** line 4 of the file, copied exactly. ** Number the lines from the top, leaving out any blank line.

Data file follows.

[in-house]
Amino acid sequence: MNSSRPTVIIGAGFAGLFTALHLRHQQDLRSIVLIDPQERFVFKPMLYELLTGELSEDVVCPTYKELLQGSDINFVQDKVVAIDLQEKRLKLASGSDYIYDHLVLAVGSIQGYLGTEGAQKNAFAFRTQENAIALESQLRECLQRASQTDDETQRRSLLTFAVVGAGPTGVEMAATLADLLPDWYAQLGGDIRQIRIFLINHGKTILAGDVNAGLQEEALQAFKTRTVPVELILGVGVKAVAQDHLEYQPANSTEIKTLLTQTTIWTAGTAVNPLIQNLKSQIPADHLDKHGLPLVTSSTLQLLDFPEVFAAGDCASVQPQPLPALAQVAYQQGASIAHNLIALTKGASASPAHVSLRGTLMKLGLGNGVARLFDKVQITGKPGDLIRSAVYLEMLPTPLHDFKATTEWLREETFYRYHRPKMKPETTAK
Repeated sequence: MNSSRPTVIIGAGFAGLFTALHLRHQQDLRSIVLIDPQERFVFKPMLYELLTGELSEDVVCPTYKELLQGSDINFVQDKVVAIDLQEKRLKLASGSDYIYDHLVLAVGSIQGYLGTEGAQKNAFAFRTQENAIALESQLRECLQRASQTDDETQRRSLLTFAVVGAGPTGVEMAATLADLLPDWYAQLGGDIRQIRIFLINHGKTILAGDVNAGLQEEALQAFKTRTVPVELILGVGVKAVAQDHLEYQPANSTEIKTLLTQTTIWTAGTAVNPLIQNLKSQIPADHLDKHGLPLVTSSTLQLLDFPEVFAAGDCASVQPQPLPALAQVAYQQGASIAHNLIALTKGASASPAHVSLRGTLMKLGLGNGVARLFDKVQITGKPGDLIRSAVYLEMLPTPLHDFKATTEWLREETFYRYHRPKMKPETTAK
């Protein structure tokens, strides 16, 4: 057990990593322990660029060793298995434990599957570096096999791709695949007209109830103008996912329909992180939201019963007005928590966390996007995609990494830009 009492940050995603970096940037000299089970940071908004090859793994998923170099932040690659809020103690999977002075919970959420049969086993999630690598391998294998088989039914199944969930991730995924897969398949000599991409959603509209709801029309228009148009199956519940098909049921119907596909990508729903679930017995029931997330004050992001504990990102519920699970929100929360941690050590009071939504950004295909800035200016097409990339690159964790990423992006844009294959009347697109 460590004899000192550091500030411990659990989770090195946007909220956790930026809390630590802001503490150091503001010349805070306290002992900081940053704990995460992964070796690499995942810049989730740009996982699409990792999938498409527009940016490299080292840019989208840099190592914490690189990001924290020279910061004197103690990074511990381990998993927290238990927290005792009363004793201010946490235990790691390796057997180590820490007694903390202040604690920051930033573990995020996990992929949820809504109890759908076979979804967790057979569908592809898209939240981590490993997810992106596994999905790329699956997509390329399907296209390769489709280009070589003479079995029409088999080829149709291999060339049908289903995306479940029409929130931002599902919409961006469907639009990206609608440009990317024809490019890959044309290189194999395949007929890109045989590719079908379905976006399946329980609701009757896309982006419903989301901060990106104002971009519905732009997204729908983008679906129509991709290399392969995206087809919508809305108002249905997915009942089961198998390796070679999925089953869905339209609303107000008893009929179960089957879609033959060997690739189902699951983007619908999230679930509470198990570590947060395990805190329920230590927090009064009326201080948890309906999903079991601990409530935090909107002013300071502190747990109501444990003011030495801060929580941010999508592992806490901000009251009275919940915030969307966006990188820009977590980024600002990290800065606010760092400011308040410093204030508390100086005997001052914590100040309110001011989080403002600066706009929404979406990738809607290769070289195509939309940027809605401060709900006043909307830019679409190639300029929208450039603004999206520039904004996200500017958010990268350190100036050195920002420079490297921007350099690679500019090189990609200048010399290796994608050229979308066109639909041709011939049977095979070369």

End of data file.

């Protein structure tokens, strides 16, 4: 057990990593322990660029060793298995434990599957570096096999791709695949007209109830103008996912329909992180939201019963007005928590966390996007995609990494830009 009492940050995603970096940037000299089970940071908004090859793994998923170099932040690659809020103690999977002075919970959420049969086993999630690598391998294998088989039914199944969930991730995924897969398949000599991409959603509209709801029309228009148009199956519940098909049921119907596909990508729903679930017995029931997330004050992001504990990102519920699970929100929360941690050590009071939504950004295909800035200016097409990339690159964790990423992006844009294959009347697109 460590004899000192550091500030411990659990989770090195946007909220956790930026809390630590802001503490150091503001010349805070306290002992900081940053704990995460992964070796690499995942810049989730740009996982699409990792999938498409527009940016490299080292840019989208840099190592914490690189990001924290020279910061004197103690990074511990381990998993927290238990927290005792009363004793201010946490235990790691390796057997180590820490007694903390202040604690920051930033573990995020996990992929949820809504109890759908076979979804967790057979569908592809898209939240981590490993997810992106596994999905790329699956997509390329399907296209390769489709280009070589003479079995029409088999080829149709291999060339049908289903995306479940029409929130931002599902919409961006469907639009990206609608440009990317024809490019890959044309290189194999395949007929890109045989590719079908379905976006399946329980609701009757896309982006419903989301901060990106104002971009519905732009997204729908983008679906129509991709290399392969995206087809919508809305108002249905997915009942089961198998390796070679999925089953869905339209609303107000008893009929179960089957879609033959060997690739189902699951983007619908999230679930509470198990570590947060395990805190329920230590927090009064009326201080948890309906999903079991601990409530935090909107002013300071502190747990109501444990003011030495801060929580941010999508592992806490901000009251009275919940915030969307966006990188820009977590980024600002990290800065606010760092400011308040410093204030508390100086005997001052914590100040309110001011989080403002600066706009929404979406990738809607290769070289195509939309940027809605401060709900006043909307830019679409190639300029929208450039603004999206520039904004996200500017958010990268350190100036050195920002420079490297921007350099690679500019090189990609200048010399290796994608050229979308066109639909041709011939049977095979070369």